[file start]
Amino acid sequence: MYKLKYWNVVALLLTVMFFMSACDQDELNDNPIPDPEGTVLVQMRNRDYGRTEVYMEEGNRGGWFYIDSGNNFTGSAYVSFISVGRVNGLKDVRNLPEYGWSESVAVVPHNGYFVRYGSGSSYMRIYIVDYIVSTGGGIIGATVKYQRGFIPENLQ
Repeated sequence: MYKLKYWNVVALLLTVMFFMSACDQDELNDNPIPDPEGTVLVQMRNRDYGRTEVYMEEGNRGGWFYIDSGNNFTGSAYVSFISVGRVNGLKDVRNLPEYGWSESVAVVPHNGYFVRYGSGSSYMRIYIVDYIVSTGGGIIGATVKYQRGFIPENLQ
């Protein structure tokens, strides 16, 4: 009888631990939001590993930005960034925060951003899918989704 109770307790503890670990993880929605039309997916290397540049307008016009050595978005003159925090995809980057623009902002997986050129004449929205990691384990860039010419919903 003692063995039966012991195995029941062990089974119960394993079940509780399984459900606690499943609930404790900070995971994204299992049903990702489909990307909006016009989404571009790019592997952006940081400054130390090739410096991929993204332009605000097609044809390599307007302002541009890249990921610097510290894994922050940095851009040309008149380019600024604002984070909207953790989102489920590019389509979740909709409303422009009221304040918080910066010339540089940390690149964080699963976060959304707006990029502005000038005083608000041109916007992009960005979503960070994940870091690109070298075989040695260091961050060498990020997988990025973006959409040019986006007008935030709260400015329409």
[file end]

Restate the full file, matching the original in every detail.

Amino acid sequence: MYKLKYWNVVALLLTVMFFMSACDQDELNDNPIPDPEGTVLVQMRNRDYGRTEVYMEEGNRGGWFYIDSGNNFTGSAYVSFISVGRVNGLKDVRNLPEYGWSESVAVVPHNGYFVRYGSGSSYMRIYIVDYIVSTGGGIIGATVKYQRGFIPENLQ
Repeated sequence: MYKLKYWNVVALLLTVMFFMSACDQDELNDNPIPDPEGTVLVQMRNRDYGRTEVYMEEGNRGGWFYIDSGNNFTGSAYVSFISVGRVNGLKDVRNLPEYGWSESVAVVPHNGYFVRYGSGSSYMRIYIVDYIVSTGGGIIGATVKYQRGFIPENLQ
């Protein structure tokens, strides 16, 4: 009888631990939001590993930005960034925060951003899918989704 109770307790503890670990993880929605039309997916290397540049307008016009050595978005003159925090995809980057623009902002997986050129004449929205990691384990860039010419919903 003692063995039966012991195995029941062990089974119960394993079940509780399984459900606690499943609930404790900070995971994204299992049903990702489909990307909006016009989404571009790019592997952006940081400054130390090739410096991929993204332009605000097609044809390599307007302002541009890249990921610097510290894994922050940095851009040309008149380019600024604002984070909207953790989102489920590019389509979740909709409303422009009221304040918080910066010339540089940390690149964080699963976060959304707006990029502005000038005083608000041109916007992009960005979503960070994940870091690109070298075989040695260091961050060498990020997988990025973006959409040019986006007008935030709260400015329409």